Pavel Panchekha


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Programs as Patchwork

One trend I'm seeing in PL research is “programs as patchwork”, where different aspects of one program are written in different DSLs.


The best example of this kind of work is Halide, a language for writing fast matrix operations (for graphical filters). Halide is originally a product of academia but is now widely used in industry.

For example, a 3×3 blur in Halide would be described by first defining the computation:

blur_x(x, y) = (input(x-1, y) + input(x, y) + input(x+1, y))/3;
blur_y(x, y) = (blur_x(x, y-1) + blur_x(x, y) + blur_x(x, y+1))/3;

Then, separately, you would define a schedule:

blur_y.tile(x, y, xi, yi, 256, 32).vectorize(xi, 8).parallel(y);
blur_x.compute_at(blur_y, x).vectorize(x, 8);

Here, the computation tells you how to compute each individual cell of the output matrix, from the input matrix; the schedule tells you what order to compute those individual cells in. For example, here, the schedule tells us that we should compute the X blur and the Y blur at the same time (using compute_at), and that we should compute the blur in 256×32 tiles.

Note that though Halide is nominally a single language, the computation and DSL sublanguages are effectively disjoint, and though the syntax for schedules uses dots to look like function calls, the calls don't return anything and so are more like declarations. It is a syntactic trick to make the language feel like one C++-like language.

Structured Parallelism

Another example from the research literature is the paper Farms, Pipes, Streams and Reforestation from ICFP’16, by D. Castro, K. Hammond, and S. Sarkar. This paper proposes a simple functional language for defining streaming functions, and a collection of primitives in that language that describe various structured techniques for introducing parallelism: pipelining, parallel farms, and so on.

For example, in their language one can write a simple quicksort algorithm as recursive partitioning and merging:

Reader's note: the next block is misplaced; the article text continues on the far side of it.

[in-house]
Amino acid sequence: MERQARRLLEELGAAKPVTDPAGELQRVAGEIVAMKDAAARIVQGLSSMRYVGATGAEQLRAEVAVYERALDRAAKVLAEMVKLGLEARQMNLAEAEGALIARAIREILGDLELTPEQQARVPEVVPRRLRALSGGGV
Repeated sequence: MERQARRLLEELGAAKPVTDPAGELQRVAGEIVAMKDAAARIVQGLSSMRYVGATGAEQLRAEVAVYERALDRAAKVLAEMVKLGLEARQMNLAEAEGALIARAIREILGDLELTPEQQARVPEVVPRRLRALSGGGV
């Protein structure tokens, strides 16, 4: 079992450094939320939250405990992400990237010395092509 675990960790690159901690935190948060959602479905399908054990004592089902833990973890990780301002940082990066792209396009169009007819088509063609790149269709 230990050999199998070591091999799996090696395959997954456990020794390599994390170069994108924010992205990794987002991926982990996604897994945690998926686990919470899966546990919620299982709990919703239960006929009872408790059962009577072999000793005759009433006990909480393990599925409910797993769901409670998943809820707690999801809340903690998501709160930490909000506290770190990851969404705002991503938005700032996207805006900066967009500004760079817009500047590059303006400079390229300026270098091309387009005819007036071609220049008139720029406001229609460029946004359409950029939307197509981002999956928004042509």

qsort_multiple = map (hylo merge partition)

Then, you can separately add predicates like farm, ||, and par to make this parallel:

qsort_multiple = par (farm n (fun (ana partition) || fun (cata merge)))

Here, we've indicated that to quicksort multiple lists, we want to set up n independent workers to split the lists among, and then have each worker set up a producer-consumer queue where the producer partitions lists and the consumer merges them.

In this paper, the two languages appear more mixed, but the parallel hints like par, farm, fun, and || have no effect on the value computed, and their validity is handled in the type system.


My final example is from Venture, a probabilistic programming language from V.K. Mansinghka's group at MIT. Like most probabilistic programming languages, Venture allows you to define a probabilistic computation using some unknown constants, and then infer those constants from a collection of observations. However, Venture also allows you to describe what algorithm that inference should use.

For example, you can define the model and observations:

assume x = normal(0, 1);
assume y = normal(0, 1);
observe normal(x + y, 1.0) = 3;

Then, to infer x and y, you could write:

repeat(1000, {
  infer gradient_ascent(minimal_subproblem([x, y], 0.01))
repeat(100, {
  infer resimulation_mh(minimal_subproblem(random_singleton([x, y])))

As before, the model and observations introduce the “what” but the inference code describes the “how”.

Why now?

I think a key reason these sort of “programs as patchwork” languages are emerging now due to a combination of two effects.

First, more and more effort is going into specialized programming languages, like for graphics or streaming, where the types of computations are limited (making design of the computation language easy) and secondary characteristics like parallelism are both important and uniform (making it worth designing a language for it).

Second, programming languages folk have gotten pretty good at defining type systems and static analyses, and in these patchwork languages that skill is put to use to make sure that the two language “stitch together”: that the secondary language can apply to the computation given, say. This makes two-language programs much easier to write.

Years ago Jerry Sussman introduced me to this idea under the name “partit” programming, with examples like annotating the precision of floating-point intermediates or the underlying algorithms for matrix operations. It seems like static analysis tools and the increasing interest in specialized programming languages have made this approach increasingly popular. I hope the trend continues.